The omicron variant is on track to shatter state records for COVID-19 cases and hospitalizations, according to a forecasting model from the University of Texas Southwestern Medical Center.
Currently, the surge is crushing already tired and strained healthcare workers across North Texas as experts warn the worst numbers are yet to come.
As of Jan. 10, state data shows the positivity rate in Texas is around 37% for PCR tests, a new pandemic record.
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UTSW researchers project that hospitalizations could soon do the same.
The projections are listed in UTSW’s COVID-19 forecast for the DFW Region, which analyzes data and offers insight into where those trends are heading. Click here to view the report in full.
Some key takeaways:
- Hospitalizations could double by end of January
- Hospital volumes up 74% compared to last week, 222% compared to a month ago
- Around 37% of tests come back positive statewide
- Omicron is nearly 100% of cases sequenced at UTSW labs
- About 10,000 new infections per day are expected by the end of January in Dallas County, with 8,000 cases per day predicted in Tarrant County
According to UTSW, the number of hospitalized patients in Dallas County could reach 2,000 by the end of the month, with 2,500 predicted in Tarrant County. For context, there were over 900 hospitalizations reported in Dallas County alone on Jan. 6.
As of Monday, the DFW Hospital Council said there were more than 3,300 COVID-19 hospitalizations in the North Texas region. The state has split up regions into “Trauma Service Areas” and DFW is listed within TSA E.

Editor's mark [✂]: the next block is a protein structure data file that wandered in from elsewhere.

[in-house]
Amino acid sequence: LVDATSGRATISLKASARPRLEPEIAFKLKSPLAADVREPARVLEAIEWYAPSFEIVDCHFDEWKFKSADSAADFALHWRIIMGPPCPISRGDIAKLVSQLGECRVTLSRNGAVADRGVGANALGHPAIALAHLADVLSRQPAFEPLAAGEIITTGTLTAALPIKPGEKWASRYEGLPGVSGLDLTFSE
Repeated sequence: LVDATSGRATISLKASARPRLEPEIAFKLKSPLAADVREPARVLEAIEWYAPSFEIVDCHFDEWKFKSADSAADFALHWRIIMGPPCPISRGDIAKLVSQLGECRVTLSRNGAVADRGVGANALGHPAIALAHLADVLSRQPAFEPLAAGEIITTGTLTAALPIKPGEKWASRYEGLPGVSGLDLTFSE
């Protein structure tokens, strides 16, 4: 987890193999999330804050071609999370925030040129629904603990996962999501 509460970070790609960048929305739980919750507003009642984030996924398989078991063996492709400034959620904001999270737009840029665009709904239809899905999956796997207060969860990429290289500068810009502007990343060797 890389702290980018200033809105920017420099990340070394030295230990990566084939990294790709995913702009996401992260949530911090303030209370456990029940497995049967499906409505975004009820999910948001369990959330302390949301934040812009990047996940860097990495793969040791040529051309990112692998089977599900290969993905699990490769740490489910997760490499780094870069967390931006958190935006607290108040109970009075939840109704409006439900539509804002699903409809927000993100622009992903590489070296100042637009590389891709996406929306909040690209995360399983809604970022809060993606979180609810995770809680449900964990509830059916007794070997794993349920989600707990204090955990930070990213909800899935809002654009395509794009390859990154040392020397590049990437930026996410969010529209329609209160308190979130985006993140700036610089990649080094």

"This represents 24.6% of available bed capacity. We have adult staffed ICU beds available of 36 and COVID-19 patients account for 40.4% of adult ICU patients. We have 124 pediatric COVID-19 patients in our hospitals which is an increase of 3 pediatric COVID-19 patients from yesterday," the DFW Hospital Council said in a statement on Monday.
But doctors said those who are being hospitalized in the ICU for the omicron variant, which appears to be milder than other variants, seem to be faring better than ICU patients observed in previous variants like delta.
“When I talk to the doctors, some of the people in the ICU with COVID are not necessarily on ventilators, like when delta was at its height,” Steve Love, president and CEO of the DFW Hospital Council, told The Dallas Morning News. “They’re still in the ICU and have COVID, but they’re not as sick with COVID as previous surges.”
Still, doctors report that omicron is so contagious that it's spreading to a wider swath of population, therefore putting more people at risk for hospitalization, especially the unvaccinated.
"It is obvious we are surging from omicron as our numbers are the highest since the middle of September 2021. Our number one concern is staffing as our healthcare heroes are fatigued and we need additional staffing for all our patients. We recommend people wear masks, stay out of large crowds and gatherings. If unvaccinated, please get vaccinated as the omicron variant is very contagious and is causing this serious surge in North Texas," the hospital council added in its statement on Jan. 10.
The surge is adding a critical strain on healthcare workers, who have already been dealing with staffing shortages throughout the pandemic. It has now been made worse with more staff getting sick from omicron.
“Two years ago when this happened, nurses threw themselves on the COVID-19 hand grenade. And we were putting ourselves out [there] because what we do is try to protect our population. It's what we do,” Dr. Barbara Chapman, a local nurse practitioner. “We're so short-staffed because of our own faculty, our own staff are getting COVID. Our own people getting sick, our own people suffering this moral injury. It's harder to take care of the public the way we would like to."
To help with the surge, the state has sent 1,000 traveling nurses to North Texas hospitals.
JPS Health Network announced Monday that it is expecting to have 49 traveling healthcare workers provided by the state of Texas to start caring for patients during the current COVID-19 surge.